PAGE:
Moreover, just as all “mah betzah” (“where is the profit?”, Genesis 37; 26)-types predict for charismatic dreamers, Yosef has no practical way to get himself out of life’s predicaments. Even when he tries the practical, mechanical, “meragel” approach- by asking the King’s Butler to remember Yosef to the King- it backfires, and only lengthens Yosef’s stay in jail.

This prompted the Rabbis to apply the above quote from Psalms( 40; 5) to Yosef’s situation. As the Jewish paradigm of chein, of beauty and charisma, Yosef was not allowed, to any extent, to play what we would consider a perfectly acceptable card- the Butler advantage (“protektzia”, in modern Israeli parlance). Seeking advantages is what spies, “meraglim” do, and that mechanistic  game is for the brothers. Indeed, Yosef will hurl that accusation at them: “YOU are spies” (Genesis 42; 9). A Yosef, in order to keep his chein and beauty unsullied, is to trust only in G-d, not in Royal Butlers and others of false pride; Yosef is no spy.

Then, the Pharoah has a dream, a message from Heaven. “Seven beautiful cows rise up from the Nile”.  Rav Matis Weinberg notes that the ears of corn of the next dream are not described as beautiful, nor is their location pinpointed – as are the cows. This was the clue to both Yosef, and Pharoah, of the solution to the famine problem. The solution was not simply in growing more crops and storing them better; Egypt’s problem, the two men knew, was deeper:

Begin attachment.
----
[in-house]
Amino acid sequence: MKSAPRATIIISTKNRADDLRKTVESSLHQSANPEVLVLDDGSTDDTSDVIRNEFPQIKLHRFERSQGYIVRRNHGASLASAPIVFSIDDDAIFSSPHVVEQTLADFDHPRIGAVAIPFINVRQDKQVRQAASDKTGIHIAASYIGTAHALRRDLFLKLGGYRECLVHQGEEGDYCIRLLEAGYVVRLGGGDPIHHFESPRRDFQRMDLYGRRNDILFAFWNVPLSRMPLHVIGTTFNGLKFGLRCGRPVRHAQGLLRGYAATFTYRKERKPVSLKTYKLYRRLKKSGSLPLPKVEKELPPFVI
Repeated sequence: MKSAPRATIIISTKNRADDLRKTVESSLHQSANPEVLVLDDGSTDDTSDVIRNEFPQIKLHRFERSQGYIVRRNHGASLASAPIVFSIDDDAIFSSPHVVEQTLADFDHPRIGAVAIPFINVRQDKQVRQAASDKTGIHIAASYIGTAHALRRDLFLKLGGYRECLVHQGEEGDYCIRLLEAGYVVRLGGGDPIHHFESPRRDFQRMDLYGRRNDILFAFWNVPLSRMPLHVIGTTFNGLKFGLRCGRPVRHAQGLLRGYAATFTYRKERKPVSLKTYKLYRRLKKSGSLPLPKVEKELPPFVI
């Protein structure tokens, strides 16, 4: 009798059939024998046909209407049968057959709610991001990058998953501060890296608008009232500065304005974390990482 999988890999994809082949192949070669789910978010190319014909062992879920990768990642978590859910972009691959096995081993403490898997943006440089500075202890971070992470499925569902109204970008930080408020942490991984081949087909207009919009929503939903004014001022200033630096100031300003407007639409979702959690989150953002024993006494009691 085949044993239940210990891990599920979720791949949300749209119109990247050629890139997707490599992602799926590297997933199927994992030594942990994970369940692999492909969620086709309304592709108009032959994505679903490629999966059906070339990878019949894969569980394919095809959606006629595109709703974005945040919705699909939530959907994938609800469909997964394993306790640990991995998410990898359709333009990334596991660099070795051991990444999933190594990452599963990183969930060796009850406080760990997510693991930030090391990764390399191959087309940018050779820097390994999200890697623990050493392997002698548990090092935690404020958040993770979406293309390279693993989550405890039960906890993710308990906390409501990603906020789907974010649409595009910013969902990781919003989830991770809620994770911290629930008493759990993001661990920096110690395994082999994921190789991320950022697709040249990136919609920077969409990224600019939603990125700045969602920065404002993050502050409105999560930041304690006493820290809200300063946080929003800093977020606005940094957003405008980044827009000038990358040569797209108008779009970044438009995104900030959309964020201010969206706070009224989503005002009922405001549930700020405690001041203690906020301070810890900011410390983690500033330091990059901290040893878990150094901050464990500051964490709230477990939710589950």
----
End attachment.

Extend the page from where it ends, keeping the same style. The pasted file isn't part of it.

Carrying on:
Egypt had no identity, no self-image, and no vision. Sure, the Nile was the essence of Egypt, but the average Egyptian didn’t feel it, and could not be motivated to work for Egypt; he didn’t buy into any national vision. As Rav Matis points out, when the Egyptians say:”Give us food! Why should we die in front of you”(Genesis 47;15)- they are actually turning John Kennedy’s words on end: “Ask what your country can do for you”. That is a sure sign of a dying land, going nowhere.